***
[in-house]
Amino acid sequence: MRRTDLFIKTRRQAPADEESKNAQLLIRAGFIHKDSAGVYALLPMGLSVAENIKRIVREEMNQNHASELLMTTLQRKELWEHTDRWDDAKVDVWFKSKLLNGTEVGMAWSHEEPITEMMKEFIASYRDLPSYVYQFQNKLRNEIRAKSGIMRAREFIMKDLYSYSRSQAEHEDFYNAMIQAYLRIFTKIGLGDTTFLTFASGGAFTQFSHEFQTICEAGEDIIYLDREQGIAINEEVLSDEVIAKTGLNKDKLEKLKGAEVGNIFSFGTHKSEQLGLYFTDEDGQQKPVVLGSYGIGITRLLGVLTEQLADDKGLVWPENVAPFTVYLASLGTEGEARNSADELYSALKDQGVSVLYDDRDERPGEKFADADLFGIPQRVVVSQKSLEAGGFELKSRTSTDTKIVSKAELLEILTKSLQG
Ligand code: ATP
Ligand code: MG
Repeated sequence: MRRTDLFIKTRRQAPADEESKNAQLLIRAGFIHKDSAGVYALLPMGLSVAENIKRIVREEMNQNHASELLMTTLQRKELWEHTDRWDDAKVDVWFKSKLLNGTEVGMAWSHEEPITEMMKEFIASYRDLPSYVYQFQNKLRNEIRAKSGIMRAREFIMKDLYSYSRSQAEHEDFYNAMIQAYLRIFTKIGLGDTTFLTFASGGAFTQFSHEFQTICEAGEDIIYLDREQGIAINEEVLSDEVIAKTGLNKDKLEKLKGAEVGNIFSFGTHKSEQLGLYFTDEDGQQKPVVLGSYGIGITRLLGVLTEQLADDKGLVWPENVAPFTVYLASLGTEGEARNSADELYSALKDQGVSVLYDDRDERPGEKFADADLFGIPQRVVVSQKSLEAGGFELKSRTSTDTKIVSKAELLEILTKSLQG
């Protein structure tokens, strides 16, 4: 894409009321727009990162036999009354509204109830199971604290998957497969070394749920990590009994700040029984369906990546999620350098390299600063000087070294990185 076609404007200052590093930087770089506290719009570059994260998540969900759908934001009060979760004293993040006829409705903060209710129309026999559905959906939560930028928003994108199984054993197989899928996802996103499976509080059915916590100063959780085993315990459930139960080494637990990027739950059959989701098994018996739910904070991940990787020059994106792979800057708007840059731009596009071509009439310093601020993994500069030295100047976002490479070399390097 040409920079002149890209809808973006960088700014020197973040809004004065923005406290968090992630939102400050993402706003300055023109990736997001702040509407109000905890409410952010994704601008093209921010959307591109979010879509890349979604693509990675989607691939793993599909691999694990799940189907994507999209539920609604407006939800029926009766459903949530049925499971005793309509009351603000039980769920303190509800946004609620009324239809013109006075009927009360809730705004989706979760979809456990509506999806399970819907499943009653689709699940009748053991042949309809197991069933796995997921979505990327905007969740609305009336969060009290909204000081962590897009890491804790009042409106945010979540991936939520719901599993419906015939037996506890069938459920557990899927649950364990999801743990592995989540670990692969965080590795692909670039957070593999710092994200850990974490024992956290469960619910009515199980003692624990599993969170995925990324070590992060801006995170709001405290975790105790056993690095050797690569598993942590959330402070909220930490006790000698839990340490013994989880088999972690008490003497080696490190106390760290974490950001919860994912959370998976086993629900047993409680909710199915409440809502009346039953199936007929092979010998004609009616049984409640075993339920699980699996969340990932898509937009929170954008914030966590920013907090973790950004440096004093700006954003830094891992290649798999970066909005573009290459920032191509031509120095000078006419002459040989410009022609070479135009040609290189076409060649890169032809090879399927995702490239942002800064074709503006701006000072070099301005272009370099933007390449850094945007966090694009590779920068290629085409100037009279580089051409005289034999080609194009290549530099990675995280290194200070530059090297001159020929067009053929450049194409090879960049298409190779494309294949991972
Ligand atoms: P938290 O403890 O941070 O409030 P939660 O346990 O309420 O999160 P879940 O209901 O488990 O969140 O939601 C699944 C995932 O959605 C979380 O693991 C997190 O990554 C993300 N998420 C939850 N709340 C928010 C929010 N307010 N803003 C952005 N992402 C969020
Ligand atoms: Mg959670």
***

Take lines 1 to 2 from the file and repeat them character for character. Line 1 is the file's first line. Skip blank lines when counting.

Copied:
[in-house]
Amino acid sequence: MRRTDLFIKTRRQAPADEESKNAQLLIRAGFIHKDSAGVYALLPMGLSVAENIKRIVREEMNQNHASELLMTTLQRKELWEHTDRWDDAKVDVWFKSKLLNGTEVGMAWSHEEPITEMMKEFIASYRDLPSYVYQFQNKLRNEIRAKSGIMRAREFIMKDLYSYSRSQAEHEDFYNAMIQAYLRIFTKIGLGDTTFLTFASGGAFTQFSHEFQTICEAGEDIIYLDREQGIAINEEVLSDEVIAKTGLNKDKLEKLKGAEVGNIFSFGTHKSEQLGLYFTDEDGQQKPVVLGSYGIGITRLLGVLTEQLADDKGLVWPENVAPFTVYLASLGTEGEARNSADELYSALKDQGVSVLYDDRDERPGEKFADADLFGIPQRVVVSQKSLEAGGFELKSRTSTDTKIVSKAELLEILTKSLQG